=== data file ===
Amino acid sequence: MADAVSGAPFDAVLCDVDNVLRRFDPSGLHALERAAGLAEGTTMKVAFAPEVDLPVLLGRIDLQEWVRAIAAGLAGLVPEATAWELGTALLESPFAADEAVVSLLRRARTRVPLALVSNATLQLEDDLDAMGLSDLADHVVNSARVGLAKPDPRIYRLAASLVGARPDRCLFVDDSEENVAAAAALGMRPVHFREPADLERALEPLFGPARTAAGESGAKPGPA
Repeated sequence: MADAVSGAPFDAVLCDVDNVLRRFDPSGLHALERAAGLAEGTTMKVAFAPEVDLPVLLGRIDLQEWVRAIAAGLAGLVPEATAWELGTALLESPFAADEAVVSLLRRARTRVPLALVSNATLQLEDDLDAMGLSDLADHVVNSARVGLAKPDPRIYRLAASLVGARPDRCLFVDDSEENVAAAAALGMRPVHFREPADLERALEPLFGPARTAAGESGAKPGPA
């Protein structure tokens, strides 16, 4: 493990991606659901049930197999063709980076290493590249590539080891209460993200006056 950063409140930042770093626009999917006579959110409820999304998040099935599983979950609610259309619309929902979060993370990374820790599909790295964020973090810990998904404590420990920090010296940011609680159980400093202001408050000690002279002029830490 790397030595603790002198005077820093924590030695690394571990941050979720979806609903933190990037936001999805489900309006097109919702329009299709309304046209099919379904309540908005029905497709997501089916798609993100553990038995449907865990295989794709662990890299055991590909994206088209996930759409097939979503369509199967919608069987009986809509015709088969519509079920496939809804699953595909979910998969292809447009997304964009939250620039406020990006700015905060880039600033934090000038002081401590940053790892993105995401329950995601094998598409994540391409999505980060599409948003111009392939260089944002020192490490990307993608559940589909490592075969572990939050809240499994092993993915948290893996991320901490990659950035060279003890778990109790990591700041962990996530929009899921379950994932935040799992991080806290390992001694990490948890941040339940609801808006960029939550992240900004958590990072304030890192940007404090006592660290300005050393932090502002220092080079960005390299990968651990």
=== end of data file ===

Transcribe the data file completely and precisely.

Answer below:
Amino acid sequence: MADAVSGAPFDAVLCDVDNVLRRFDPSGLHALERAAGLAEGTTMKVAFAPEVDLPVLLGRIDLQEWVRAIAAGLAGLVPEATAWELGTALLESPFAADEAVVSLLRRARTRVPLALVSNATLQLEDDLDAMGLSDLADHVVNSARVGLAKPDPRIYRLAASLVGARPDRCLFVDDSEENVAAAAALGMRPVHFREPADLERALEPLFGPARTAAGESGAKPGPA
Repeated sequence: MADAVSGAPFDAVLCDVDNVLRRFDPSGLHALERAAGLAEGTTMKVAFAPEVDLPVLLGRIDLQEWVRAIAAGLAGLVPEATAWELGTALLESPFAADEAVVSLLRRARTRVPLALVSNATLQLEDDLDAMGLSDLADHVVNSARVGLAKPDPRIYRLAASLVGARPDRCLFVDDSEENVAAAAALGMRPVHFREPADLERALEPLFGPARTAAGESGAKPGPA
């Protein structure tokens, strides 16, 4: 493990991606659901049930197999063709980076290493590249590539080891209460993200006056 950063409140930042770093626009999917006579959110409820999304998040099935599983979950609610259309619309929902979060993370990374820790599909790295964020973090810990998904404590420990920090010296940011609680159980400093202001408050000690002279002029830490 790397030595603790002198005077820093924590030695690394571990941050979720979806609903933190990037936001999805489900309006097109919702329009299709309304046209099919379904309540908005029905497709997501089916798609993100553990038995449907865990295989794709662990890299055991590909994206088209996930759409097939979503369509199967919608069987009986809509015709088969519509079920496939809804699953595909979910998969292809447009997304964009939250620039406020990006700015905060880039600033934090000038002081401590940053790892993105995401329950995601094998598409994540391409999505980060599409948003111009392939260089944002020192490490990307993608559940589909490592075969572990939050809240499994092993993915948290893996991320901490990659950035060279003890778990109790990591700041962990996530929009899921379950994932935040799992991080806290390992001694990490948890941040339940609801808006960029939550992240900004958590990072304030890192940007404090006592660290300005050393932090502002220092080079960005390299990968651990």